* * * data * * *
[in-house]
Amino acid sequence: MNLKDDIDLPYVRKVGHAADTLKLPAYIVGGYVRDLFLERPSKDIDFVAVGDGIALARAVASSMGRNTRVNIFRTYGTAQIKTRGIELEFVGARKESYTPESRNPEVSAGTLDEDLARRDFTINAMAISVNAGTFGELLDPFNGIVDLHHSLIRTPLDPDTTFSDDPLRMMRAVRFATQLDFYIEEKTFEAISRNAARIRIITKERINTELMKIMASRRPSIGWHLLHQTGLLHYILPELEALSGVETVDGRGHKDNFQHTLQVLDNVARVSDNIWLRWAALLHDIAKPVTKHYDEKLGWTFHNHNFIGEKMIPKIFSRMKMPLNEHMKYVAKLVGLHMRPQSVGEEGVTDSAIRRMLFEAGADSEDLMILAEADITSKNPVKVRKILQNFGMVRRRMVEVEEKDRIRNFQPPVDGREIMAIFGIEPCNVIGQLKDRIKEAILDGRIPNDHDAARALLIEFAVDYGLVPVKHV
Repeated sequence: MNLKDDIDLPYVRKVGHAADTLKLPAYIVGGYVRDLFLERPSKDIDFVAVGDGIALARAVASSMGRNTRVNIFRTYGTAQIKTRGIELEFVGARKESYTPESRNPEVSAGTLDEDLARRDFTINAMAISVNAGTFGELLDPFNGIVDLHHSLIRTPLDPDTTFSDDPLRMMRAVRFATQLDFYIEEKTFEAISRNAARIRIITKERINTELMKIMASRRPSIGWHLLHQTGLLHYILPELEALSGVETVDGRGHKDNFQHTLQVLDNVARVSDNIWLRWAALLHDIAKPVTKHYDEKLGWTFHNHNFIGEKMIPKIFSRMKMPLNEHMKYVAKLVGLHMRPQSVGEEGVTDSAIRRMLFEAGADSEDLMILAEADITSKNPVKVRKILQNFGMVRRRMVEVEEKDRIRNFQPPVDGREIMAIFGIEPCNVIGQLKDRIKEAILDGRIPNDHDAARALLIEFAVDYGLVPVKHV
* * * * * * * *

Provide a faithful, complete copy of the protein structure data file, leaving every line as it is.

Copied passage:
[in-house]
Amino acid sequence: MNLKDDIDLPYVRKVGHAADTLKLPAYIVGGYVRDLFLERPSKDIDFVAVGDGIALARAVASSMGRNTRVNIFRTYGTAQIKTRGIELEFVGARKESYTPESRNPEVSAGTLDEDLARRDFTINAMAISVNAGTFGELLDPFNGIVDLHHSLIRTPLDPDTTFSDDPLRMMRAVRFATQLDFYIEEKTFEAISRNAARIRIITKERINTELMKIMASRRPSIGWHLLHQTGLLHYILPELEALSGVETVDGRGHKDNFQHTLQVLDNVARVSDNIWLRWAALLHDIAKPVTKHYDEKLGWTFHNHNFIGEKMIPKIFSRMKMPLNEHMKYVAKLVGLHMRPQSVGEEGVTDSAIRRMLFEAGADSEDLMILAEADITSKNPVKVRKILQNFGMVRRRMVEVEEKDRIRNFQPPVDGREIMAIFGIEPCNVIGQLKDRIKEAILDGRIPNDHDAARALLIEFAVDYGLVPVKHV
Repeated sequence: MNLKDDIDLPYVRKVGHAADTLKLPAYIVGGYVRDLFLERPSKDIDFVAVGDGIALARAVASSMGRNTRVNIFRTYGTAQIKTRGIELEFVGARKESYTPESRNPEVSAGTLDEDLARRDFTINAMAISVNAGTFGELLDPFNGIVDLHHSLIRTPLDPDTTFSDDPLRMMRAVRFATQLDFYIEEKTFEAISRNAARIRIITKERINTELMKIMASRRPSIGWHLLHQTGLLHYILPELEALSGVETVDGRGHKDNFQHTLQVLDNVARVSDNIWLRWAALLHDIAKPVTKHYDEKLGWTFHNHNFIGEKMIPKIFSRMKMPLNEHMKYVAKLVGLHMRPQSVGEEGVTDSAIRRMLFEAGADSEDLMILAEADITSKNPVKVRKILQNFGMVRRRMVEVEEKDRIRNFQPPVDGREIMAIFGIEPCNVIGQLKDRIKEAILDGRIPNDHDAARALLIEFAVDYGLVPVKHV